To Kill a Mockingbird is a novel, written by Harper Lee and it deals with the subjects of race, class and gender roles. The novel is set in the small, rural town of Maycomb, Alabama, in 1930 which was the time of severe discrimination. The narrator in the novel is called Scout Finch, and the story is told from the perspective of her. Since she is a child, she is, indigenuously, prone to ask questions about why whites treat blacks the way they do.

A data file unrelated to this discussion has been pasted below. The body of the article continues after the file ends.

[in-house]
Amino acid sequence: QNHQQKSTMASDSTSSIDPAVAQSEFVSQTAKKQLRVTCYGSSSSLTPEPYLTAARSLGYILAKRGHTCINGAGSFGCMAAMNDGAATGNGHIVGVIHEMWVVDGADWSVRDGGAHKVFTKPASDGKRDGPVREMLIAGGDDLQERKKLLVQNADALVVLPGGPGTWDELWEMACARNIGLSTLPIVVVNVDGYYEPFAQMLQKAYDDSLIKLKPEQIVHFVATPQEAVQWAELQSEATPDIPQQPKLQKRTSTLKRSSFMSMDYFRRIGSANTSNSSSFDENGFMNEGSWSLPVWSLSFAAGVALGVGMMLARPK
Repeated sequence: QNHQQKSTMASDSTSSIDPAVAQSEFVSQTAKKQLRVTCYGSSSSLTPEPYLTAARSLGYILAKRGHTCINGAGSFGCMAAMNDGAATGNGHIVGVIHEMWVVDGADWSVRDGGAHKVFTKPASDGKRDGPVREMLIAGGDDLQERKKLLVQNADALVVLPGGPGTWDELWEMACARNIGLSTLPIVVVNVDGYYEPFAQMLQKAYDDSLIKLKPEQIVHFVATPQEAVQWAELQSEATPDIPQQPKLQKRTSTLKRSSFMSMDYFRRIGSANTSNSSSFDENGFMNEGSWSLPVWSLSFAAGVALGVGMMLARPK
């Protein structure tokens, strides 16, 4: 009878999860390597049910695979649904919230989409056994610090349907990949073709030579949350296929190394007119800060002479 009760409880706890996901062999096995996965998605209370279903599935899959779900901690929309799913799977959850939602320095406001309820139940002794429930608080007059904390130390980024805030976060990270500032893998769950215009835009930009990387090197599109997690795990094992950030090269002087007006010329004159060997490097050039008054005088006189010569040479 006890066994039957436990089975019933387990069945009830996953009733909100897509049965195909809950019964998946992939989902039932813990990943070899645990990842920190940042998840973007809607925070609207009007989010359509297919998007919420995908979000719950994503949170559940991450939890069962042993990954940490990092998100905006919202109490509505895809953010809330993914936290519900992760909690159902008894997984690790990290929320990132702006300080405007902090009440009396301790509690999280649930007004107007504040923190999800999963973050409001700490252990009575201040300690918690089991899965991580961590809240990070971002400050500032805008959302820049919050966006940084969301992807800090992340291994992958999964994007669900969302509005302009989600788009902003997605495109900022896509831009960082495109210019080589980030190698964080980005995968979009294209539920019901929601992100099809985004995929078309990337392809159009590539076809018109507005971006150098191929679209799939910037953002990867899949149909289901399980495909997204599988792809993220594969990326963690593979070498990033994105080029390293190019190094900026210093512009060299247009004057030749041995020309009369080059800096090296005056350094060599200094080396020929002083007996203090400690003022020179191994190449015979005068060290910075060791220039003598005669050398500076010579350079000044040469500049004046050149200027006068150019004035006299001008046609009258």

Scout wants to understand what racism means and how it affects the people in her life. The mentality of the people in her town shows that of the nation. Most of the people are racist and discriminatory. They have cruel feelings and judgments about black people in the town. The main theme of the novel is prejudice.
In To Kill a Mockingbird, forms of prejudice including racism, classism, and sexism are portrayed by Maycomb’s citizens.